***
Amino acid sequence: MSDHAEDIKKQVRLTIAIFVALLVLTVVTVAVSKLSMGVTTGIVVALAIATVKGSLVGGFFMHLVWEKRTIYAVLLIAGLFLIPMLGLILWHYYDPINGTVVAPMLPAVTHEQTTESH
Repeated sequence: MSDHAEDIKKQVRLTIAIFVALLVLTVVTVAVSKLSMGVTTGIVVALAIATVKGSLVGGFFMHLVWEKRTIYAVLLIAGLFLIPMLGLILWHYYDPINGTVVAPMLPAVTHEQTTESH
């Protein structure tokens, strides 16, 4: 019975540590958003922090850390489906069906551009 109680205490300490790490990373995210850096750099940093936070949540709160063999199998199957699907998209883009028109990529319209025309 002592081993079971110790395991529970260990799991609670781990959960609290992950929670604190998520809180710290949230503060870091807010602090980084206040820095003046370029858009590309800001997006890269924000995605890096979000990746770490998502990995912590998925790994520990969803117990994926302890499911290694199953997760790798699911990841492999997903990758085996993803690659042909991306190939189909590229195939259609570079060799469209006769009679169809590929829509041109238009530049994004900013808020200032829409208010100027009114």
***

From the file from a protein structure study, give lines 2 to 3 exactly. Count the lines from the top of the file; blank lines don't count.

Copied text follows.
Repeated sequence: MSDHAEDIKKQVRLTIAIFVALLVLTVVTVAVSKLSMGVTTGIVVALAIATVKGSLVGGFFMHLVWEKRTIYAVLLIAGLFLIPMLGLILWHYYDPINGTVVAPMLPAVTHEQTTESH
């Protein structure tokens, strides 16, 4: 019975540590958003922090850390489906069906551009 109680205490300490790490990373995210850096750099940093936070949540709160063999199998199957699907998209883009028109990529319209025309 002592081993079971110790395991529970260990799991609670781990959960609290992950929670604190998520809180710290949230503060870091807010602090980084206040820095003046370029858009590309800001997006890269924000995605890096979000990746770490998502990995912590998925790994520990969803117990994926302890499911290694199953997760790798699911990841492999997903990758085996993803690659042909991306190939189909590229195939259609570079060799469209006769009679169809590929829509041109238009530049994004900013808020200032829409208010100027009114």